Posted on Friday, May 1st, 2009 at 8:41 am by: Tom Vanderbilt
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Cash for Clunkers: The Bike Edition

“Cash for clunkers” is a potentially bad idea, for a number of reasons that have been explored elsewhere.

But as long as one is seeking stimulus, and ostensibly green benefits, why not extend the program to bikes? The ETA (the other ETA!) has a petition here.

I’m looking to upgrade my old Gary Fisher and wouldn’t mind some tax joy.

Posted on Friday, May 1st, 2009 at 7:28 am by: Tom Vanderbilt
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Traffic Tom Vanderbilt

How We Drive is the companion blog to Tom Vanderbilt’s New York Times bestselling book, Traffic: Why We Drive the Way We Do (and What It Says About Us), published by Alfred A. Knopf in the U.S. and Canada, Penguin in the U.K, and in languages other than English by a number of other fine publishers worldwide.

Please send tips, news, research papers, links, photos (bad road signs, outrageous bumper stickers, spectacularly awful acts of driving or parking or anything traffic-related), or ideas for my Transport column to me at:

For publicity inquiries, please contact Kate Runde at Vintage:

For editorial inquiries, please contact Zoe Pagnamenta at The Zoe Pagnamenta Agency:

For speaking engagement inquiries, please contact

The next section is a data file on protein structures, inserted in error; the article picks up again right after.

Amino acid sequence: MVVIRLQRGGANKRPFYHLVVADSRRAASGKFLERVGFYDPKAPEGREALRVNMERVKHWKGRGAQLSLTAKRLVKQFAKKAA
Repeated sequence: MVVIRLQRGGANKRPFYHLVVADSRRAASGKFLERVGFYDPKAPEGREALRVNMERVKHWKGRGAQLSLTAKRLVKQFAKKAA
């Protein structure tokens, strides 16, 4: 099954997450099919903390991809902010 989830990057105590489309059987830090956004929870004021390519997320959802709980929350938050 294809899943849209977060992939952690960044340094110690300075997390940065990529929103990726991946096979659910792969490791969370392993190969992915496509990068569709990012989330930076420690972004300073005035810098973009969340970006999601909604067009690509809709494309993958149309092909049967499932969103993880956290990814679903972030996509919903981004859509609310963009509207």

Kim Thornton at the Random House Speakers Bureau:

Order Traffic from:

Amazon | B&N | Borders
Random House | Powell’s

U.S. Paperback UK Paperback
Traffic UK
Drive-on-the-left types can order the book from

For UK publicity enquiries please contact Rosie Glaisher at Penguin.

Upcoming Talks

April 9, 2008.
California Office of Traffic Safety Summit
San Francisco, CA.

May 19, 2009
University of Minnesota Center for Transportation Studies
Bloomington, MN

June 23, 2009
Driving Assessment 2009
Big Sky, Montana

June 26, 2009
PRI World Congress
Rotterdam, The Netherlands

June 27, 2009
Day of Architecture
Utrecht, The Netherlands

July 13, 2009
Association of Transportation Safety Information Professionals (ATSIP)
Phoenix, AZ.

August 12-14
Texas Department of Transportation “Save a Life Summit”
San Antonio, Texas

September 2, 2009
Governors Highway Safety Association Annual Meeting
Savannah, Georgia

September 11, 2009
Oregon Transportation Summit
Portland, Oregon

October 8
Honda R&D Americas
Raymond, Ohio

October 10-11
INFORMS Roundtable
San Diego, CA

October 21, 2009
California State University-San Bernardino, Leonard Transportation Center
San Bernardino, CA

November 5
Southern New England Planning Association Planning Conference